"Our technique has promise to be developed into a first step in the cooling process needed for a molecular Bose-Einstein condensate," says Sandia researcher and principal investigator Dave Chandler. The work is co-authored by Sandia post-doc Mike Elioff and James Valentini of Columbia University.

Very cold atoms and molecules may one day be used as individual yes/no switches (called Q-bits) in computers whose power our present-day imaginations are only beginning to grasp as well as precision gravity detectors that could perhaps locate underground caverns, says Chandler.

The main method used to achieve atomic ultra-cooling to the microkelvin temperature range -- the same preliminary cooling range as the Sandia technique -- makes use of laser beams that intersect at a point. An atom, possessing the appropriate absorption characteristics, passing through that point in effect stands still, like a kid in a dodge-ball game struck from all sides with balls. Transfixed by pressure from the beams, the atom becomes almost motionless.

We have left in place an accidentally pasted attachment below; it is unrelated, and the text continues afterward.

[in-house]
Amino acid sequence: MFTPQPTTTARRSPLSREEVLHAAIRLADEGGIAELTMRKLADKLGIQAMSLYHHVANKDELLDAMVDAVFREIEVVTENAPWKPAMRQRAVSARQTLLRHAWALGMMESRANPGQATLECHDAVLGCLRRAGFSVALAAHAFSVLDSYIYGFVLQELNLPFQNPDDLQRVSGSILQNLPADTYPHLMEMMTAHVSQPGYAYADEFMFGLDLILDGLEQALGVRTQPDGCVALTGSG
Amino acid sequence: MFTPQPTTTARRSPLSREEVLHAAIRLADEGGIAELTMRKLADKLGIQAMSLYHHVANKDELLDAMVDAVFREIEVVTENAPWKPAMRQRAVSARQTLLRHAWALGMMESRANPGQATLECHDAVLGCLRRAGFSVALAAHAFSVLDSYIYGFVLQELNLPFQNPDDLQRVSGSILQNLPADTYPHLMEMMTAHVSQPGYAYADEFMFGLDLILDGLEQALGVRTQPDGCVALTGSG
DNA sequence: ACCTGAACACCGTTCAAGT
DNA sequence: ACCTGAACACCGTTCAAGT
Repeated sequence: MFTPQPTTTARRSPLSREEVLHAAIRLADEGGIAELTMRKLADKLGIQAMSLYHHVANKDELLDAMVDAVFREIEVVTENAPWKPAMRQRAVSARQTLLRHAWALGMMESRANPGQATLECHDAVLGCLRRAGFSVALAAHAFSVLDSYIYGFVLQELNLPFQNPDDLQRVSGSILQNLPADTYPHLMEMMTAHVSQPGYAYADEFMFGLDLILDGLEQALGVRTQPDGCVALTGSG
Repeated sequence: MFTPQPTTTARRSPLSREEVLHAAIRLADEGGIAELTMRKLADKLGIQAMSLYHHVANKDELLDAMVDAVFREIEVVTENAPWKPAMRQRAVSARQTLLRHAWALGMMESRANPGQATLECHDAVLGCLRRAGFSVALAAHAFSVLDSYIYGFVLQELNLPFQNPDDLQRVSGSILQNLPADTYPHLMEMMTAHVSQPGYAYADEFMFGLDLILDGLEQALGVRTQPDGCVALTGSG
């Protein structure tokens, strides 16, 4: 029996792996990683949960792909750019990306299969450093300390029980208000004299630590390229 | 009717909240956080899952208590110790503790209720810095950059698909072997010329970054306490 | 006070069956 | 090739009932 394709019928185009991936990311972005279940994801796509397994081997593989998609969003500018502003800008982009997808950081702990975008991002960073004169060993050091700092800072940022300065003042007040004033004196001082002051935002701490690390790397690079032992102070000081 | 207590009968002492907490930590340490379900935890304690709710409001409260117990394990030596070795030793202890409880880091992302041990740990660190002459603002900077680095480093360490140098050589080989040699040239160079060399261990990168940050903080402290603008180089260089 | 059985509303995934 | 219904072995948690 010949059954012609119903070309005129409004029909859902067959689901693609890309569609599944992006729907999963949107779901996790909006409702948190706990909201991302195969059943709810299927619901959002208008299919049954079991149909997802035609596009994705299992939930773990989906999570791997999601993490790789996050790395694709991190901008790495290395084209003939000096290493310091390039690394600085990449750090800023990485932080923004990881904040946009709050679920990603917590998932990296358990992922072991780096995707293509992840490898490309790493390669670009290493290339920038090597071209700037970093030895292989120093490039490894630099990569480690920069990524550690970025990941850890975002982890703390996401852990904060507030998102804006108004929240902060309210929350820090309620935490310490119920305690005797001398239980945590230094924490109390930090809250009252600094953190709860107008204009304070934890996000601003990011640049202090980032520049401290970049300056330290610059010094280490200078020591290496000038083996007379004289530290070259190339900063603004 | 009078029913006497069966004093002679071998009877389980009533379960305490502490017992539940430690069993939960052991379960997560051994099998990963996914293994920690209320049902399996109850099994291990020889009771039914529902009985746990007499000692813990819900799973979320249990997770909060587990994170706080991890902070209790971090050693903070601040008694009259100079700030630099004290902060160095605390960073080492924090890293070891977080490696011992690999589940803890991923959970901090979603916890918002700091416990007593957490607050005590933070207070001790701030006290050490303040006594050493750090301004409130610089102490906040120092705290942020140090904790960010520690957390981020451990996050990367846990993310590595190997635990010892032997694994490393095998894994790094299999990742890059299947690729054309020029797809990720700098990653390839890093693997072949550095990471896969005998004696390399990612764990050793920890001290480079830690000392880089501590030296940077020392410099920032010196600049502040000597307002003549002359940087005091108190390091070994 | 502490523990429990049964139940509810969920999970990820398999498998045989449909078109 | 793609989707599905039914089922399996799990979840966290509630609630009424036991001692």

The problem in cooling molecules by the laser method is that while some atoms possess characteristics that can be harmonically matched by a laser frequency, like the same note played by two pianos, molecular energy frequencies are more complex. This complexity makes them unsuitable for this type of laser cooling.

This leaves the field open for other techniques to be developed for the preliminary cooling of molecules. There have been four or five other techniques, published recently, that have had some level of success at cooling molecules. The most successful method to date has been the welding of ultracold atoms together to make ultracold molecules.

"Our atomic/molecular beam intersection method is inefficient, it’s true," says Chandler. "We only manage to cool one molecule in a million. But -- inefficient or efficient -- we generate cold molecules. With some improvements, we hope to be able to make substantial numbers of cold molecules."